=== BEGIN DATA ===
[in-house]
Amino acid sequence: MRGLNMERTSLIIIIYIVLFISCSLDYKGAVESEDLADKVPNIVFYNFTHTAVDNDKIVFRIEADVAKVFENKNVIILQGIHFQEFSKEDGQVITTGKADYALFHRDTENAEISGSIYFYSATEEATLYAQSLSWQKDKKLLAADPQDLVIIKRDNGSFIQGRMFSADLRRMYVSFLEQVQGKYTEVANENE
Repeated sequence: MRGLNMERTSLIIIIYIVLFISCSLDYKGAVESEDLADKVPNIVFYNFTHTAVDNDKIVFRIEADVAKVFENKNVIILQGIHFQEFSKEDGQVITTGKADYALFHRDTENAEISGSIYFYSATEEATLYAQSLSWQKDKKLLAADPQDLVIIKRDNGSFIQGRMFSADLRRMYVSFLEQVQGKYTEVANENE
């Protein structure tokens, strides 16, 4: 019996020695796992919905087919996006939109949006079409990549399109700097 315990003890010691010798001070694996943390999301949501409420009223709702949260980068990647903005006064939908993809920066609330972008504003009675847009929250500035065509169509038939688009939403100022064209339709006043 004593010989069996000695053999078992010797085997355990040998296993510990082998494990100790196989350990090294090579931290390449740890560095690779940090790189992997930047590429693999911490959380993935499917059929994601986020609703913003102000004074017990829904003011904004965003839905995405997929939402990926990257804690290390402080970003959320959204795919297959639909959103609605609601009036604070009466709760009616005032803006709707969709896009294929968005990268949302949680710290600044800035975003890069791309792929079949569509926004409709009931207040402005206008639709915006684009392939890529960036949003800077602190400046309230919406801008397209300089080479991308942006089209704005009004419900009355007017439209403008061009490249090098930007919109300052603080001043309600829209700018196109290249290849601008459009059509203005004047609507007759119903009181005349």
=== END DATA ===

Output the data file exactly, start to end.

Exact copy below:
[in-house]
Amino acid sequence: MRGLNMERTSLIIIIYIVLFISCSLDYKGAVESEDLADKVPNIVFYNFTHTAVDNDKIVFRIEADVAKVFENKNVIILQGIHFQEFSKEDGQVITTGKADYALFHRDTENAEISGSIYFYSATEEATLYAQSLSWQKDKKLLAADPQDLVIIKRDNGSFIQGRMFSADLRRMYVSFLEQVQGKYTEVANENE
Repeated sequence: MRGLNMERTSLIIIIYIVLFISCSLDYKGAVESEDLADKVPNIVFYNFTHTAVDNDKIVFRIEADVAKVFENKNVIILQGIHFQEFSKEDGQVITTGKADYALFHRDTENAEISGSIYFYSATEEATLYAQSLSWQKDKKLLAADPQDLVIIKRDNGSFIQGRMFSADLRRMYVSFLEQVQGKYTEVANENE
């Protein structure tokens, strides 16, 4: 019996020695796992919905087919996006939109949006079409990549399109700097 315990003890010691010798001070694996943390999301949501409420009223709702949260980068990647903005006064939908993809920066609330972008504003009675847009929250500035065509169509038939688009939403100022064209339709006043 004593010989069996000695053999078992010797085997355990040998296993510990082998494990100790196989350990090294090579931290390449740890560095690779940090790189992997930047590429693999911490959380993935499917059929994601986020609703913003102000004074017990829904003011904004965003839905995405997929939402990926990257804690290390402080970003959320959204795919297959639909959103609605609601009036604070009466709760009616005032803006709707969709896009294929968005990268949302949680710290600044800035975003890069791309792929079949569509926004409709009931207040402005206008639709915006684009392939890529960036949003800077602190400046309230919406801008397209300089080479991308942006089209704005009004419900009355007017439209403008061009490249090098930007919109300052603080001043309600829209700018196109290249290849601008459009059509203005004047609507007759119903009181005349």